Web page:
End of the road for iconic Kombi Van

The iconic campervan has been in production since the 1950’s, but now, Volkswagen Brazil has announced that production of the ‘Kombi’ van will cease on the last day of 2013.

Originally produced on the floor lines of the company’s Hanover, Germany factory, the Volkswagen Transporter – as it is officially known – was later produced in Brazil from 1979 onwards.

More than 60 years later, the camper van is the longest-produced model in automotive history – says the company.

‘Kombi’ is a Brazilian abbreviation of the German “Kombinationsfahrzeug” which loosely translated means “cargo-passenger van.” While output of the kombi will halt on December 31, the company assures us there will still be many sightings of the van on our roads thanks to the car’s well-known  durability and because so many have been produced over the years –  more than 10 million in fact.

But one thing is for sure, the much loved kombi will almost certainly go on to live long in the imaginations of many. Deeply embedded in popular culture , the van has made an appearance on a number of famous album covers – from Bob Dylan to The Beach Boys – and Steve Jobs was even rumoured to have sold his 1970’s kombi to buy a circuit board that was used to build the first Apple computer.

Not to mention its long-standing connection with surfing scene – it’s long shape making it and ideal vehicle for transporting surfboards in.

The van does not hold the same romantic or cool appeal for Brazilian locals. In Sao Paulo the kombi is more often seen as a vehicle used for delivering mail or ushering soldiers across the country.

Nonetheless, Sao Paulo advertising executive Marcello Serpa, also the proud owner of a Kombi, says the van’s spirit will live on after its demise:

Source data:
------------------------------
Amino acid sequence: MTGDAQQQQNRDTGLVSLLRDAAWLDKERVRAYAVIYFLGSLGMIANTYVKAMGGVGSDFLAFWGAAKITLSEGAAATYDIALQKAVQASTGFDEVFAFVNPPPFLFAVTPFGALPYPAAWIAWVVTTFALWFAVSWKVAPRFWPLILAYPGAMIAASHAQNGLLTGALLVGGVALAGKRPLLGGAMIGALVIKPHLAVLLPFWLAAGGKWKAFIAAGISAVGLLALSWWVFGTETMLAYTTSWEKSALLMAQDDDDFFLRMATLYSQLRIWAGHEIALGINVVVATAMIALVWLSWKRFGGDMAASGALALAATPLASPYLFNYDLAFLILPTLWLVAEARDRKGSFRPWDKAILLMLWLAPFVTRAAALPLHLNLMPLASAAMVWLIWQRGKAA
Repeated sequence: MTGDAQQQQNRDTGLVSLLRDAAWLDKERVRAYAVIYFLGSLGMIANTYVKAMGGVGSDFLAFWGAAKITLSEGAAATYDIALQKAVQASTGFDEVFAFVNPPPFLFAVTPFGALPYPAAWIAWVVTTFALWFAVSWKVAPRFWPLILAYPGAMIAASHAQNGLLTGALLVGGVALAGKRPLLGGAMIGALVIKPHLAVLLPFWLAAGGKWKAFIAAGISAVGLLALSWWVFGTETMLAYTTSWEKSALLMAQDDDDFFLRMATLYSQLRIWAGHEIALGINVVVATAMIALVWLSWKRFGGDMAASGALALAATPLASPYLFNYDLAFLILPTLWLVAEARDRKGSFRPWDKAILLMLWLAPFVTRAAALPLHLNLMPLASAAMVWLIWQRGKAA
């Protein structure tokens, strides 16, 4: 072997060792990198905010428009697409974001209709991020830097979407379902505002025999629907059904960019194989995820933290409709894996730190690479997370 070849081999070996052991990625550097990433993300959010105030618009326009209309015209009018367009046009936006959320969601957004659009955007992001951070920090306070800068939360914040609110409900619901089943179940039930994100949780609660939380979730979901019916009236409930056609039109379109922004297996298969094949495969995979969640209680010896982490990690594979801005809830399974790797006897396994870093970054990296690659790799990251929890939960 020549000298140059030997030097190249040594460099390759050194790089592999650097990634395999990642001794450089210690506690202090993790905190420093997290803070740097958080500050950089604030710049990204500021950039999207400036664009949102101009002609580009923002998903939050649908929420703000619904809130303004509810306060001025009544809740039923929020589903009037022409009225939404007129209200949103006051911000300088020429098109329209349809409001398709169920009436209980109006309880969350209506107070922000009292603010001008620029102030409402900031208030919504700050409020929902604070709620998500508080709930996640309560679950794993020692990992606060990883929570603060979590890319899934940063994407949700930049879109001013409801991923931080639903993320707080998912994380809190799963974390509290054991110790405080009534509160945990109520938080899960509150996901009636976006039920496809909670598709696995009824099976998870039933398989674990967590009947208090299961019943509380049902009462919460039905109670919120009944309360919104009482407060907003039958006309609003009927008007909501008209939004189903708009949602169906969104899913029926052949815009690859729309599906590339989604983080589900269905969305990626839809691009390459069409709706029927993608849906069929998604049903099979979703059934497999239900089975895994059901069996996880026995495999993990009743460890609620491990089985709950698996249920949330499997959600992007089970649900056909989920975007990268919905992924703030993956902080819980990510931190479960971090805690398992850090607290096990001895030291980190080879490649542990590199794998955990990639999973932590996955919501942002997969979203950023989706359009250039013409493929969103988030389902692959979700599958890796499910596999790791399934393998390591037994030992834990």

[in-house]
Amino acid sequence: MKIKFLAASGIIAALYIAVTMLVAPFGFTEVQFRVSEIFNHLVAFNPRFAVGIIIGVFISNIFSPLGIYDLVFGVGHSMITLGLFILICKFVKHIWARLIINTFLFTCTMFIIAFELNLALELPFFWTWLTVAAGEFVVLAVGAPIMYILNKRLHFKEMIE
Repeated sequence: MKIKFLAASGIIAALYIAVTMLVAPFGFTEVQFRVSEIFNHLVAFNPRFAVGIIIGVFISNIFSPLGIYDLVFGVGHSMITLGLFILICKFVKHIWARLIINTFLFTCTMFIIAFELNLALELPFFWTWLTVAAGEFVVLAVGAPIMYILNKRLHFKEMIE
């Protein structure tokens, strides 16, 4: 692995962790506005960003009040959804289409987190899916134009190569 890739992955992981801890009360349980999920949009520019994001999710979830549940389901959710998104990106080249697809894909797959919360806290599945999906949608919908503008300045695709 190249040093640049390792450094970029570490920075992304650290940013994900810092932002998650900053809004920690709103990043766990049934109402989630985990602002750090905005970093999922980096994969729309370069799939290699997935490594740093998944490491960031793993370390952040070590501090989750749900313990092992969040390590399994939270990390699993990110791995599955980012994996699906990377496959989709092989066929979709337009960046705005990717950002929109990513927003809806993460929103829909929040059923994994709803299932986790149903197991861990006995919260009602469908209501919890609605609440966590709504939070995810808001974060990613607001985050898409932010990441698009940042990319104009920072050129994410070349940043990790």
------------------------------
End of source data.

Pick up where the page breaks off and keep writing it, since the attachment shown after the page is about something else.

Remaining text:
“The Kombi is part of Brazil’s cultural and emotional landscape,” he said, “and that explains the strong feelings of affection most people have for it,” Mr Serpa said.


Drive safe tips

Respect the conditions. If they’re bad and you don’t have to make that trip, then don’t.

The biggest thing is to make sure that your car has tyres suitable for the conditions. Don’t try and run on summer tyres in snowy conditions – it’s incredibly dangerous and not worth the risk unless you have chains.

If you’re making a downhill snow descent, it’s important that you are in low gear, and using the engine braking to slow and assist because as soon as you start to brake on a steep hill, the wheels will lock up and then you’ll slide even faster.

In snow and ice driving, you always need to know where your front wheels are pointing. Look ahead, predict the traffic and your surroundings.

Hand positioning is important: when cornering, hold the steering wheel in a quarter to three position. It’s balanced and there is always one hand going up and always one hand going down. And two hands as much as you can.

The height of the seat is important. You should easily be able to see over the steering wheel.

Bring the seat forward so that the leg bent when braking, even in full brake. If your leg is straight you’ve got no more leverage to push hard on your brakes.

The backrest should be nice and upright. Lying back might look cool but you’ll find that you might be steering the car with your whole body and your reaction is so much slower.

Advanced driving programmes like the Audi Ice Experience as well as at Taupo and Hampton Downs offer a chance to learn some extra skills and the limitations of a car.

Wear your seatbelt at all times.